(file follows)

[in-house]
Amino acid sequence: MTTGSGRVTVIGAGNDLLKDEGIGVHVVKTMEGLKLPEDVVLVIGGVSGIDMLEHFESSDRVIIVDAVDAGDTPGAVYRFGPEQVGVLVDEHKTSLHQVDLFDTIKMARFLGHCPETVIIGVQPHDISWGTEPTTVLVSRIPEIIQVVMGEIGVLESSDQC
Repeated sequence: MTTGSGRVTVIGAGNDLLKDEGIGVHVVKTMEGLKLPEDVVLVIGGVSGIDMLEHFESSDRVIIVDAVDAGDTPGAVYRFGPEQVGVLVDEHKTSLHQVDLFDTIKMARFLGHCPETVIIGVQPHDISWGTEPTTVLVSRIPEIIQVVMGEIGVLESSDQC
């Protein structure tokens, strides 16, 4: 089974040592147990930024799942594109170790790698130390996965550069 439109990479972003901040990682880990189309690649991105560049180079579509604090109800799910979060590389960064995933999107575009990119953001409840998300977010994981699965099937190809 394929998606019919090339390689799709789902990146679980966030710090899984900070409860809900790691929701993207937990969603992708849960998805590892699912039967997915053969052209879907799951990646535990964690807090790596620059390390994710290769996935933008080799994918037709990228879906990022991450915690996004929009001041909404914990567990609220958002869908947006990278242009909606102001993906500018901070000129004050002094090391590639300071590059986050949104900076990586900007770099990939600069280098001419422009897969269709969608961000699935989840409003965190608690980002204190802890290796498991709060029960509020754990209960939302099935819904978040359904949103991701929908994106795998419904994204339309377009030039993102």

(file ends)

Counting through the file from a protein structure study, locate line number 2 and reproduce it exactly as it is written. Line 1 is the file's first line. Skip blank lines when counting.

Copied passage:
Amino acid sequence: MTTGSGRVTVIGAGNDLLKDEGIGVHVVKTMEGLKLPEDVVLVIGGVSGIDMLEHFESSDRVIIVDAVDAGDTPGAVYRFGPEQVGVLVDEHKTSLHQVDLFDTIKMARFLGHCPETVIIGVQPHDISWGTEPTTVLVSRIPEIIQVVMGEIGVLESSDQC